Critical race theory is a legal framework developed decades ago at Harvard Law School. It posits that racism is not just the product of individual bias, but is embedded in legal systems and policies. Today, it’s become the subject of heated debate on Fox News and in local school board meetings across the country.

Adam Harris, staff writer at The Atlantic, explains why. Harris has traced the debate over critical race theory back decades.

Gloria Ladson-Billings spoke to NPR about watching that debate morph in recent years. She’s president of the National Academy of Education and one of the first academics to bring critical race theory to education research.

In participating regions, you’ll also hear a local news segment that will help you make sense of what’s going on in your community.

Email us at considerthis@npr.org.

Questlove Unearths The Long-Forgotten ‘Summer Of Soul’

In 1969, during the same summer as Woodstock, another music festival took place 100 miles away. The Harlem Cultural Festival featured black musicians like Gladys Knight and Stevie Wonder — stars who we might not have glimpsed at this point in their careers.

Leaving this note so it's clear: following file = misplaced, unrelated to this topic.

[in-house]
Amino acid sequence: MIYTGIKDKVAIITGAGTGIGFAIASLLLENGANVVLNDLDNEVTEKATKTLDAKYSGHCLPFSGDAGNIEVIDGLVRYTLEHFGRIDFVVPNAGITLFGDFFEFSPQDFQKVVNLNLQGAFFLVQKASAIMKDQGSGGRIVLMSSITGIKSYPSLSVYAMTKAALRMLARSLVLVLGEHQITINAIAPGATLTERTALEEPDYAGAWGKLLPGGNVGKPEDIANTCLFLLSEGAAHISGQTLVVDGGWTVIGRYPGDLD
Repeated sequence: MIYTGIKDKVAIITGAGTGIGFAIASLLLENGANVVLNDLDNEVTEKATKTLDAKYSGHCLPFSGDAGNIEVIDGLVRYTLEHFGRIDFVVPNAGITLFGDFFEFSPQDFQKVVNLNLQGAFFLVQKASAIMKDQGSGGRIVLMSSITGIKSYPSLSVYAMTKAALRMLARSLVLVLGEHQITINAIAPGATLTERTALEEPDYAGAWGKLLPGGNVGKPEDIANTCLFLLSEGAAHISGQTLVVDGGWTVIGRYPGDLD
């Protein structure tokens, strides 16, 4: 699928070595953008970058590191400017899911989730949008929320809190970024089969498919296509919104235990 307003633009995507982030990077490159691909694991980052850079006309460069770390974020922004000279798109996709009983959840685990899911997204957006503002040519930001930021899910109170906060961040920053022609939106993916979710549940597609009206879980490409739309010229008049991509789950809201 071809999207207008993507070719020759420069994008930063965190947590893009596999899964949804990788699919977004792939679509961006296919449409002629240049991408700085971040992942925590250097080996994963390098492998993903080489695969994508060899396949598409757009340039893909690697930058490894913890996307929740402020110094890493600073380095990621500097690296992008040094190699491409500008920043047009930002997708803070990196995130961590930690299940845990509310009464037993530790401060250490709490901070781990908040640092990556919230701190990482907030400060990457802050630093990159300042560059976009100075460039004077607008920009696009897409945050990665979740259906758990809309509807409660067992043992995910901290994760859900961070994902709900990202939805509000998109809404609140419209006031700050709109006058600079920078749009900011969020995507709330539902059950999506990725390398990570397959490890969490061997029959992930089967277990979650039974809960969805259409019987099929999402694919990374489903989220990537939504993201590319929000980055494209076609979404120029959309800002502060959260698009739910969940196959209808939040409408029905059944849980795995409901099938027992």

Footage of the festival had been locked in a basement for 50 years, because TV and film companies were not interested in it at the time.

Questlove and his fellow filmmakers speak to Audie Cornish about bringing the concert festival to the big screen in their movie, Summer Of Soul, which is also out on Hulu.

NPR’s Eric Deggans also reviewed the film. Some descriptions of the film from his review are heard in this episode.

In participating regions, you’ll also hear a local news segment that will help you make sense of what’s going on in your community.

Email us at considerthis@npr.org.

How The Delta Variant Is Changing The Pandemic On A Global Scale

Cases are surging in countries around the world as the more transmissible delta variant spreads rapidly. Also growing: pressure on vaccine-rich countries to help people in countries where vaccines are still scarce.

NPR’s Will Stone reports on the waiting game. And Harvard’s Junaid Habi argues vaccine hesitancy in America is a peculiar privilege.

In participating regions, you’ll also hear a local news segment that will help you make sense of what’s going on in your community.

Email us at considerthis@npr.org.

A ‘Pandemic Of Unvaccinated People’ As Delta Variant Spreads Rapidly